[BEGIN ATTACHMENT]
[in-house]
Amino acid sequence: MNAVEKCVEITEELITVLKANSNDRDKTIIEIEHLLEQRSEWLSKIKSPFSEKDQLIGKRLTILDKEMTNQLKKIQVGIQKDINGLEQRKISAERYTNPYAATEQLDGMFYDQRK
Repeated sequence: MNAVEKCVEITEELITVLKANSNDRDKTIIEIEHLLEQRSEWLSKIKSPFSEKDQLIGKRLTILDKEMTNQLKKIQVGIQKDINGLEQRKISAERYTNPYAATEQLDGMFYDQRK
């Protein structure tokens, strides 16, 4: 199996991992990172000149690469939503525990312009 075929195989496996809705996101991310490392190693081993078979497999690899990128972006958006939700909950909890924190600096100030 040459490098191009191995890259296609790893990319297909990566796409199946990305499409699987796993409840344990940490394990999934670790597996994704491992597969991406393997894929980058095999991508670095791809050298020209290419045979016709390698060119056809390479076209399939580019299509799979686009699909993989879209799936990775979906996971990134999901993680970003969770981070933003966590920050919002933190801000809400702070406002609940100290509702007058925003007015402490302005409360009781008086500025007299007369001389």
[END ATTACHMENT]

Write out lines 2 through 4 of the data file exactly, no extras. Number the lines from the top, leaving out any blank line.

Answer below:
Amino acid sequence: MNAVEKCVEITEELITVLKANSNDRDKTIIEIEHLLEQRSEWLSKIKSPFSEKDQLIGKRLTILDKEMTNQLKKIQVGIQKDINGLEQRKISAERYTNPYAATEQLDGMFYDQRK
Repeated sequence: MNAVEKCVEITEELITVLKANSNDRDKTIIEIEHLLEQRSEWLSKIKSPFSEKDQLIGKRLTILDKEMTNQLKKIQVGIQKDINGLEQRKISAERYTNPYAATEQLDGMFYDQRK
């Protein structure tokens, strides 16, 4: 199996991992990172000149690469939503525990312009 075929195989496996809705996101991310490392190693081993078979497999690899990128972006958006939700909950909890924190600096100030 040459490098191009191995890259296609790893990319297909990566796409199946990305499409699987796993409840344990940490394990999934670790597996994704491992597969991406393997894929980058095999991508670095791809050298020209290419045979016709390698060119056809390479076209399939580019299509799979686009699909993989879209799936990775979906996971990134999901993680970003969770981070933003966590920050919002933190801000809400702070406002609940100290509702007058925003007015402490302005409360009781008086500025007299007369001389």